Ever wonder what it would have been like to grow up in the 1940s and ’50s? Ever thought you would have made a great addition to large Italian family making offers people can’t refuse, or wondered what it would be like to live the life of a true Original Gangster? 2K Czech has tried to answer these questions with the release of its latest development efforts.
Mafia II explores the life of Vito Scalleta, who has returned home to Empire Bay after receiving an injury during a mission in World War II. The veteran Scalleta discovers that his mother and sister have been struggling to pay a loan of his father’s. Shortly after meeting with his old pal Joe, Vito begins to set things right for his family and becomes the newest star in one of Empire Bay’s crime families.
The story of Mafia II is a tense 12-hour tale full of intrigue, betrayal and jaw-dropping twists. The narrative unfolds with beautifully rendered cutscenes and drives the player to continue playing. Gripping and as engaged as players will be, the hardest part of Mafia II is putting the controller down and getting some sleep (4 a.m. comes fast). As I played the game, I was so compelled by the actions of Vito and Joe that I didn’t want to put the controller down, in much the same way that once I start watching The Godfather that I must watch the entire series.
Unfortunately, because I was so engaged in the story of the game, I actually missed a few key achievements and side missions. In a sandbox-style game, I don’t have a problem with missing things, as normally it isn’t a difficult proposition to just go back and replay the mission or engage the action leisurely. Now, you can go back and replay missions and redo elements of a level to obtain achievements in Mafia II. The problem I had was more of how the story advances and drives the player deeper into the game without much of an opportunity to explore the world. So, when side quests or activities do pop up, the player may not notice them and MUST go back and replay the mission at a later time. It is a bit of a nuisance to go back through an entire mission to obtain something that could have had more attention drawn to it. For instance, there are story-driven elements in the game that require the player to obtain money, but other than the missions that need you to have some cash, there isn’t really a demand to find any. Therefore, achievements like selling cars to the exporter Derek may be easily missed, especially if the game advances too far.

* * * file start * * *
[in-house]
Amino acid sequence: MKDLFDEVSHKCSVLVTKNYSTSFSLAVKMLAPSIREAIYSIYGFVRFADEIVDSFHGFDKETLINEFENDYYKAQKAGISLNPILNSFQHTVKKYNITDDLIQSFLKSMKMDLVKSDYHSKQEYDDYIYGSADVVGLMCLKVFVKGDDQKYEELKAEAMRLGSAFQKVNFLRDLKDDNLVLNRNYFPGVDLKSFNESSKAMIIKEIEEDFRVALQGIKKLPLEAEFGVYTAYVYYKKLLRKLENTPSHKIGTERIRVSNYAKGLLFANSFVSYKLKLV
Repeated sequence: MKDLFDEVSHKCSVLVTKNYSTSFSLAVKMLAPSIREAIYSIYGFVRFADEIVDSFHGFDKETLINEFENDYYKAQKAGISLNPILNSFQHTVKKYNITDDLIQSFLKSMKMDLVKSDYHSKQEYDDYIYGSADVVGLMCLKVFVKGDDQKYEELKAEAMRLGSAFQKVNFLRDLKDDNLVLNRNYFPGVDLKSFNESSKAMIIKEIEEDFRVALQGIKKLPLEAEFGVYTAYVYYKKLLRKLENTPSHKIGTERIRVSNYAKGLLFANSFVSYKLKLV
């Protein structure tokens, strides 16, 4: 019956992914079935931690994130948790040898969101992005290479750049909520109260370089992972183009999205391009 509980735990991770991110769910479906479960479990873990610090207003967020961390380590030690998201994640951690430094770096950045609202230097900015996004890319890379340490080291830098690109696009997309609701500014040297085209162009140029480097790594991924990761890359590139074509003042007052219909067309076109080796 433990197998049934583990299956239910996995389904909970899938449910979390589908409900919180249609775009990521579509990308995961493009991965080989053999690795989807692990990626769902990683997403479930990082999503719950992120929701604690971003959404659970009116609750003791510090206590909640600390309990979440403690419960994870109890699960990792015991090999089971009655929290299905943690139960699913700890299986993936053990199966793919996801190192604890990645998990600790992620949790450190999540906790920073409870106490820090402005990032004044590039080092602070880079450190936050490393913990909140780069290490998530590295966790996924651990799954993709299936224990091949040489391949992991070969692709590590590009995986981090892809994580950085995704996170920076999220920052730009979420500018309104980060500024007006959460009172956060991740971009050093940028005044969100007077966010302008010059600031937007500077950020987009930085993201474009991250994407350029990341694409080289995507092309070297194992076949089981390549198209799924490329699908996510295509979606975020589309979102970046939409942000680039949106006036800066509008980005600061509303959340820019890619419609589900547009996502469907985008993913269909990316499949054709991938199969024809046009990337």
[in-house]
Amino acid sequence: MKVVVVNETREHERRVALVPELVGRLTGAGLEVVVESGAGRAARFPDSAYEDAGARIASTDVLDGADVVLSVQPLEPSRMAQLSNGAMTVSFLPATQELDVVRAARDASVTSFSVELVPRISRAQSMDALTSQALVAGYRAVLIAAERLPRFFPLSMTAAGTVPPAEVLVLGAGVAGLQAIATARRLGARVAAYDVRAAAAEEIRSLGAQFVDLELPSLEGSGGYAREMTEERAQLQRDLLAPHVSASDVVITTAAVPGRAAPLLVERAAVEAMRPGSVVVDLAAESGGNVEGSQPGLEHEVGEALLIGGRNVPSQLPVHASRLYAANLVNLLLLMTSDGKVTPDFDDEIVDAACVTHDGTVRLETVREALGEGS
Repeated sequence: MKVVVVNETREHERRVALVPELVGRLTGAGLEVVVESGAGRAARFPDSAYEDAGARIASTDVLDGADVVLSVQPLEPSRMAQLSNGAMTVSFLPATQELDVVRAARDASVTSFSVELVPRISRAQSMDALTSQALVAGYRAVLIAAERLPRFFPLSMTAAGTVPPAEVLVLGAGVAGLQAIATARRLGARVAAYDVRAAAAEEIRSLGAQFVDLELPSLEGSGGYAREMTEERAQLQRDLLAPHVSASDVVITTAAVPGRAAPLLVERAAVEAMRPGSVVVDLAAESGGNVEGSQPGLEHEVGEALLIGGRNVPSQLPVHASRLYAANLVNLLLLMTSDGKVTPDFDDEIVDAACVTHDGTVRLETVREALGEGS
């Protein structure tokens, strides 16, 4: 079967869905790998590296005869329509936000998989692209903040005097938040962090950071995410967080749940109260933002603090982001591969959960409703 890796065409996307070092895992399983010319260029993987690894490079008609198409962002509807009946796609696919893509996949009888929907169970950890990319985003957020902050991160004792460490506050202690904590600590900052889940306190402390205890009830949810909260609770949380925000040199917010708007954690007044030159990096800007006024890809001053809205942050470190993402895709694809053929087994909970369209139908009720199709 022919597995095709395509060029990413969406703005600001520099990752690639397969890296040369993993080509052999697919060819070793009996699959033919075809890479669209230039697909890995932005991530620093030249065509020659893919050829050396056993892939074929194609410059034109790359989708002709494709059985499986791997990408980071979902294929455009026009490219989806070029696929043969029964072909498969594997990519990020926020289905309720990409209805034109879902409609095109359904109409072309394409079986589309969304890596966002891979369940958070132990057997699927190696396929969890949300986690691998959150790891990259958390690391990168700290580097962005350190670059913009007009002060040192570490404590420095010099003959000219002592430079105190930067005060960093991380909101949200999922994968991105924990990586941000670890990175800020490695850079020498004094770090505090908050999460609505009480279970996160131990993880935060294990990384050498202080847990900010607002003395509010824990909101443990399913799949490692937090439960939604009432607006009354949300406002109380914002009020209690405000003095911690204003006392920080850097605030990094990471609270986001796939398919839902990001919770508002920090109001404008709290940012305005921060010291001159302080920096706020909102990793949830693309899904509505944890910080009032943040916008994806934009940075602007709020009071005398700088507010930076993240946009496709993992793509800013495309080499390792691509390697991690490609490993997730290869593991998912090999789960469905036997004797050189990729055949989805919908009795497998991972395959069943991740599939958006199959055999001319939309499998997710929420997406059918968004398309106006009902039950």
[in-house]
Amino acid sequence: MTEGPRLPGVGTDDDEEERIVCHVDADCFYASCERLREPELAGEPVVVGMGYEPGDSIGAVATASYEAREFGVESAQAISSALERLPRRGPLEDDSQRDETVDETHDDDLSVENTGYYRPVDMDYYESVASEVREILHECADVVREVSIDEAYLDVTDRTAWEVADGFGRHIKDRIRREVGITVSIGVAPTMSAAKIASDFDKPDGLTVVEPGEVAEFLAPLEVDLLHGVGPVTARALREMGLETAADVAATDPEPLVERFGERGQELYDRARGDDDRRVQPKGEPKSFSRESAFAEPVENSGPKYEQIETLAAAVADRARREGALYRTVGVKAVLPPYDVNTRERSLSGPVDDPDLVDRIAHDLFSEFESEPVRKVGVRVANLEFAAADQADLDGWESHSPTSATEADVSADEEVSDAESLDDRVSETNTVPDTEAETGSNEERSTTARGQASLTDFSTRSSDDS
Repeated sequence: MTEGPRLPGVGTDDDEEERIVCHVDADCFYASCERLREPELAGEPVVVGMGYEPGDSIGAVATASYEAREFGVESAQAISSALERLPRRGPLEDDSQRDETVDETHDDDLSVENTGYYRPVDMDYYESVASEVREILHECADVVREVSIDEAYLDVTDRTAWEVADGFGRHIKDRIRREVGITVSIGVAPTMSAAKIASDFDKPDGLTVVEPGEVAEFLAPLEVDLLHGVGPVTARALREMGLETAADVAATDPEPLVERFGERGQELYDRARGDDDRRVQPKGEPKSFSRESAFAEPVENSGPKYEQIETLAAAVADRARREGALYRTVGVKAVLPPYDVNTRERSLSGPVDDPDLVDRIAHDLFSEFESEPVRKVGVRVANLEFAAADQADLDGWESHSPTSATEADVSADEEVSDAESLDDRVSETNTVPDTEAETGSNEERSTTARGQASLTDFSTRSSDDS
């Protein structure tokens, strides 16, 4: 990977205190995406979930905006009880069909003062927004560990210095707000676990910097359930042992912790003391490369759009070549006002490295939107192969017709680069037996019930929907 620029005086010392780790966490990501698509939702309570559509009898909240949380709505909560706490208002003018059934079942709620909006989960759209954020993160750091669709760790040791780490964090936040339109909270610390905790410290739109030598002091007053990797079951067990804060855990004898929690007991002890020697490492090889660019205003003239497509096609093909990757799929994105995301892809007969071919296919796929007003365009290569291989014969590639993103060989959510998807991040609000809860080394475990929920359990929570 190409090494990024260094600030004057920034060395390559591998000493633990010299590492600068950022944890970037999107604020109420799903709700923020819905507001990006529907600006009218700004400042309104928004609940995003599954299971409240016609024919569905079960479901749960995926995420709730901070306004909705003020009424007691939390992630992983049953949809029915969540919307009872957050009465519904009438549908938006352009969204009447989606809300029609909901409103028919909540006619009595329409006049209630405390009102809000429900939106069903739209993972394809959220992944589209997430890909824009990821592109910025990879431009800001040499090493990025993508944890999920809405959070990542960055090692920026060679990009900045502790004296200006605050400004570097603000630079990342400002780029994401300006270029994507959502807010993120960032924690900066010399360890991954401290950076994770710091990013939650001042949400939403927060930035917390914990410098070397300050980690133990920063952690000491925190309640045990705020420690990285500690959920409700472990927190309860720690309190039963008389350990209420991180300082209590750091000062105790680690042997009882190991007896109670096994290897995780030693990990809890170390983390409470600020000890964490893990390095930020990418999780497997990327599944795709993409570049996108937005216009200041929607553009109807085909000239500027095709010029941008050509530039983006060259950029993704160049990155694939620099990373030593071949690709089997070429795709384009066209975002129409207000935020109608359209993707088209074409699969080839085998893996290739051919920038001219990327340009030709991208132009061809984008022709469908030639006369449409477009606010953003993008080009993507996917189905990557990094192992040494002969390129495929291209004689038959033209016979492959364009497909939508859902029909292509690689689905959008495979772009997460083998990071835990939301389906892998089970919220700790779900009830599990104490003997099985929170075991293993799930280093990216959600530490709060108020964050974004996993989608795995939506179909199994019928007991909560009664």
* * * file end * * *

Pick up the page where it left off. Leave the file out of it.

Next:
Even with this minor flaw in the focus on certain game mechanics, Mafia II is my absolute favorite game. The controls of the game are easy and comfortable to understand. The shooting and cover mechanics are mapped naturally on the controller and are so intuitive that as you play you may forget you are holding a controller. Each weapon has a different feel, as do each of the automobiles when you drive them. The physics of Mafia II keep the game feeling realistic, which helps players become immersed in the game world.
Lastly, it has to be said that the Mafia II soundtrack is without a doubt one of the most amazing compilations of ’40s and ’50s music ever assembled. Listening to The Andrew Sisters, Bing Crosby, Bo Diddly, Buddy Holly, Doris Day and the other great artists of the time playing on the radio was so immersive that after completing the game, I had to load a completed mission just to drive around.
Mafia II and the story of Vito Scalleta and his rise in a crime family is a well-written, well-balanced game that will appeal to action-gamers as well as fans of other sandbox games. It may not provide 100 hours of gameplay, but the 12 hours (or so) it takes to run through it will be an experience filled with artistry, whether technical or aesthetic. The team at 2K Czech should be proud of its achievement, for this is an amazing take on mafia life.